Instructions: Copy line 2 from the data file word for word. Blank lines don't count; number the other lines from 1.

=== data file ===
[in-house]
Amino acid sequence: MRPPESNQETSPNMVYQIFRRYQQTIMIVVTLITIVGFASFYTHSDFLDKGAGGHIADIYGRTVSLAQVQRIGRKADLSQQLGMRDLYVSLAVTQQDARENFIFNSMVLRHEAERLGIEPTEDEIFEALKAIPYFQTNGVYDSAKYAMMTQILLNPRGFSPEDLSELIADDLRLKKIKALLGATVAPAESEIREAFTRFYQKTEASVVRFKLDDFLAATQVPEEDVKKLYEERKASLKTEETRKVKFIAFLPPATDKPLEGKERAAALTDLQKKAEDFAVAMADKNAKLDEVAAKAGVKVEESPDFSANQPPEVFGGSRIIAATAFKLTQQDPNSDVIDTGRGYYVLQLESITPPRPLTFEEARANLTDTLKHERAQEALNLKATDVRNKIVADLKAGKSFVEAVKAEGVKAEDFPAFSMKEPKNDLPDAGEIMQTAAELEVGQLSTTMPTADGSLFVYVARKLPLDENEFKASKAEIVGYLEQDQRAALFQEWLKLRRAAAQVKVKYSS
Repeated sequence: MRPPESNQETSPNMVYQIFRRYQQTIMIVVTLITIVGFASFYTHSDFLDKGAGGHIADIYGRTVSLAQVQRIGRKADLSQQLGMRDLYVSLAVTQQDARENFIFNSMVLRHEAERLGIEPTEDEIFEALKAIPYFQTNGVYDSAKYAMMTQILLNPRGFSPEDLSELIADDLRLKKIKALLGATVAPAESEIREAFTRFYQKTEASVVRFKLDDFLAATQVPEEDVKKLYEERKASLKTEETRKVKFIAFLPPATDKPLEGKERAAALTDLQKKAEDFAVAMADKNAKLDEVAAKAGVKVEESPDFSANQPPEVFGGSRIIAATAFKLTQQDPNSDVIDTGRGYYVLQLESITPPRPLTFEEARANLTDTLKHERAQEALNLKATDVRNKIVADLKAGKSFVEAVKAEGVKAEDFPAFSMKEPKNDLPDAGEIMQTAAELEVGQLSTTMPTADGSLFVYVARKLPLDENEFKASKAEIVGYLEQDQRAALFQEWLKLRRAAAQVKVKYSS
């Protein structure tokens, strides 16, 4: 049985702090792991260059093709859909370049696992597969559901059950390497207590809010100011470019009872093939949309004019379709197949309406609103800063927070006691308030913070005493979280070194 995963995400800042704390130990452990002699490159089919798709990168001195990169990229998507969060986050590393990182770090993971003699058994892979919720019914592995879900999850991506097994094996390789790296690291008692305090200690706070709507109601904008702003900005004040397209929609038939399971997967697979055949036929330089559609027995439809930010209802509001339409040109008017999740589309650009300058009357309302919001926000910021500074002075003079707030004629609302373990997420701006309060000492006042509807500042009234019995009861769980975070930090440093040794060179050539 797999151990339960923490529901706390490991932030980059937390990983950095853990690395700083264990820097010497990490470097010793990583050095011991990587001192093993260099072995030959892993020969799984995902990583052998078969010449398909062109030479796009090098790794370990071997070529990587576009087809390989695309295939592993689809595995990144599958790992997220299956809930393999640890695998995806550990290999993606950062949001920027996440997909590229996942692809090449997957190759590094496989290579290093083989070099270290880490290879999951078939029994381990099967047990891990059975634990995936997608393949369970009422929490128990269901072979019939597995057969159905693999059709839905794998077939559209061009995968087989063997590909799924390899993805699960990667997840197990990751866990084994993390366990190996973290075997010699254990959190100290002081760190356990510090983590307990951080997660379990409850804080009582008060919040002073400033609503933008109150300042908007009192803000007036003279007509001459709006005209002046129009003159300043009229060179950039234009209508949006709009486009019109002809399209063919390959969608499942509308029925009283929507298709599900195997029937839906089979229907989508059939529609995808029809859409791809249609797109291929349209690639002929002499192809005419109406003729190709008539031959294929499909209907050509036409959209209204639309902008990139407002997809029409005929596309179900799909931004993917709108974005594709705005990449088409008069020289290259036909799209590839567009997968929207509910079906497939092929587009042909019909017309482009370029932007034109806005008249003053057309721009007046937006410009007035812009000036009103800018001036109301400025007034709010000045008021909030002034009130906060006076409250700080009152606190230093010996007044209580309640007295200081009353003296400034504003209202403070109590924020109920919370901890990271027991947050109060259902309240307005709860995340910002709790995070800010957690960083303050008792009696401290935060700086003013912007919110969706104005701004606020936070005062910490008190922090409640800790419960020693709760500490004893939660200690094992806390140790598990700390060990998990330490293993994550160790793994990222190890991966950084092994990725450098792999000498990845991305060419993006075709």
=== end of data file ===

Amino acid sequence: MRPPESNQETSPNMVYQIFRRYQQTIMIVVTLITIVGFASFYTHSDFLDKGAGGHIADIYGRTVSLAQVQRIGRKADLSQQLGMRDLYVSLAVTQQDARENFIFNSMVLRHEAERLGIEPTEDEIFEALKAIPYFQTNGVYDSAKYAMMTQILLNPRGFSPEDLSELIADDLRLKKIKALLGATVAPAESEIREAFTRFYQKTEASVVRFKLDDFLAATQVPEEDVKKLYEERKASLKTEETRKVKFIAFLPPATDKPLEGKERAAALTDLQKKAEDFAVAMADKNAKLDEVAAKAGVKVEESPDFSANQPPEVFGGSRIIAATAFKLTQQDPNSDVIDTGRGYYVLQLESITPPRPLTFEEARANLTDTLKHERAQEALNLKATDVRNKIVADLKAGKSFVEAVKAEGVKAEDFPAFSMKEPKNDLPDAGEIMQTAAELEVGQLSTTMPTADGSLFVYVARKLPLDENEFKASKAEIVGYLEQDQRAALFQEWLKLRRAAAQVKVKYSS